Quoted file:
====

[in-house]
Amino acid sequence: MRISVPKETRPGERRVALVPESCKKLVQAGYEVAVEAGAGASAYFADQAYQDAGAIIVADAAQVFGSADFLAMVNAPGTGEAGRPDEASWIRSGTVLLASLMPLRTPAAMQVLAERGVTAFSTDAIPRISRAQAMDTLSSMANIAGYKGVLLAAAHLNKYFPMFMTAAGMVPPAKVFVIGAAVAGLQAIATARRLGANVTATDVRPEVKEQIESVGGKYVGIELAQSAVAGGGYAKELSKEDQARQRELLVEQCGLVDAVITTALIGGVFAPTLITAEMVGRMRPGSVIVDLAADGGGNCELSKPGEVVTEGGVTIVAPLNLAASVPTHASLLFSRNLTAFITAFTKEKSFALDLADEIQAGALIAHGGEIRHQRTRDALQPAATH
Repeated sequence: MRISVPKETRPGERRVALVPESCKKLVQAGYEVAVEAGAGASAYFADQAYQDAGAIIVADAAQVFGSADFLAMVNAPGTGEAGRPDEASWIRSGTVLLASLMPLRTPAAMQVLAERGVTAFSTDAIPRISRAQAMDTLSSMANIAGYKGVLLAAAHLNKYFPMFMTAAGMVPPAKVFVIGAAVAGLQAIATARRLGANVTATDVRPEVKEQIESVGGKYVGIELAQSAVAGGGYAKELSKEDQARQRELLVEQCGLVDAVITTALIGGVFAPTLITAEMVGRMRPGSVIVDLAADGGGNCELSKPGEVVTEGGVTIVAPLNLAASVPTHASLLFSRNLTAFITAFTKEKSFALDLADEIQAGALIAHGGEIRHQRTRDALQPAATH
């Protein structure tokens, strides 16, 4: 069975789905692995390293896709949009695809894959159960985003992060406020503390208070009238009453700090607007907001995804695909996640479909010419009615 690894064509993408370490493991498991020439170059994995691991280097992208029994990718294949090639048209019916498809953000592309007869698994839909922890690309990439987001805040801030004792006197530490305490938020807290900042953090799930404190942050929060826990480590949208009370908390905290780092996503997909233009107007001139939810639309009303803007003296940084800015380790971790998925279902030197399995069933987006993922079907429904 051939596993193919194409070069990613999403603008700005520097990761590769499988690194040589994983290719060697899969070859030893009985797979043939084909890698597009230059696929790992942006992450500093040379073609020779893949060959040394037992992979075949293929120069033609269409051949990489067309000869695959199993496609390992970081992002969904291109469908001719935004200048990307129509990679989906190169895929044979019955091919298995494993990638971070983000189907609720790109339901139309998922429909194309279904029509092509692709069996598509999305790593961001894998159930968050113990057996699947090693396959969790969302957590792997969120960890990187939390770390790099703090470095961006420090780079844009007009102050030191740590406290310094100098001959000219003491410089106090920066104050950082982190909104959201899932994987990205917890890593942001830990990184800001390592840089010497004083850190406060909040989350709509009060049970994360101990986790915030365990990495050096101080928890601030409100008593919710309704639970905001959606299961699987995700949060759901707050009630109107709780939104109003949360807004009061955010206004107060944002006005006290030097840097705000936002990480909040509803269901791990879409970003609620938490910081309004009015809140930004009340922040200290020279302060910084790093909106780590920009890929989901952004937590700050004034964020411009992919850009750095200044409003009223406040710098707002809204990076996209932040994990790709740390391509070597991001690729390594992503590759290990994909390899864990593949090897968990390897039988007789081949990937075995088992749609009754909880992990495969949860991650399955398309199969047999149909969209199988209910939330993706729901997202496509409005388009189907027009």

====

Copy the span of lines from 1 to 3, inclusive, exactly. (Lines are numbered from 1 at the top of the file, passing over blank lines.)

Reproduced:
[in-house]
Amino acid sequence: MRISVPKETRPGERRVALVPESCKKLVQAGYEVAVEAGAGASAYFADQAYQDAGAIIVADAAQVFGSADFLAMVNAPGTGEAGRPDEASWIRSGTVLLASLMPLRTPAAMQVLAERGVTAFSTDAIPRISRAQAMDTLSSMANIAGYKGVLLAAAHLNKYFPMFMTAAGMVPPAKVFVIGAAVAGLQAIATARRLGANVTATDVRPEVKEQIESVGGKYVGIELAQSAVAGGGYAKELSKEDQARQRELLVEQCGLVDAVITTALIGGVFAPTLITAEMVGRMRPGSVIVDLAADGGGNCELSKPGEVVTEGGVTIVAPLNLAASVPTHASLLFSRNLTAFITAFTKEKSFALDLADEIQAGALIAHGGEIRHQRTRDALQPAATH
Repeated sequence: MRISVPKETRPGERRVALVPESCKKLVQAGYEVAVEAGAGASAYFADQAYQDAGAIIVADAAQVFGSADFLAMVNAPGTGEAGRPDEASWIRSGTVLLASLMPLRTPAAMQVLAERGVTAFSTDAIPRISRAQAMDTLSSMANIAGYKGVLLAAAHLNKYFPMFMTAAGMVPPAKVFVIGAAVAGLQAIATARRLGANVTATDVRPEVKEQIESVGGKYVGIELAQSAVAGGGYAKELSKEDQARQRELLVEQCGLVDAVITTALIGGVFAPTLITAEMVGRMRPGSVIVDLAADGGGNCELSKPGEVVTEGGVTIVAPLNLAASVPTHASLLFSRNLTAFITAFTKEKSFALDLADEIQAGALIAHGGEIRHQRTRDALQPAATH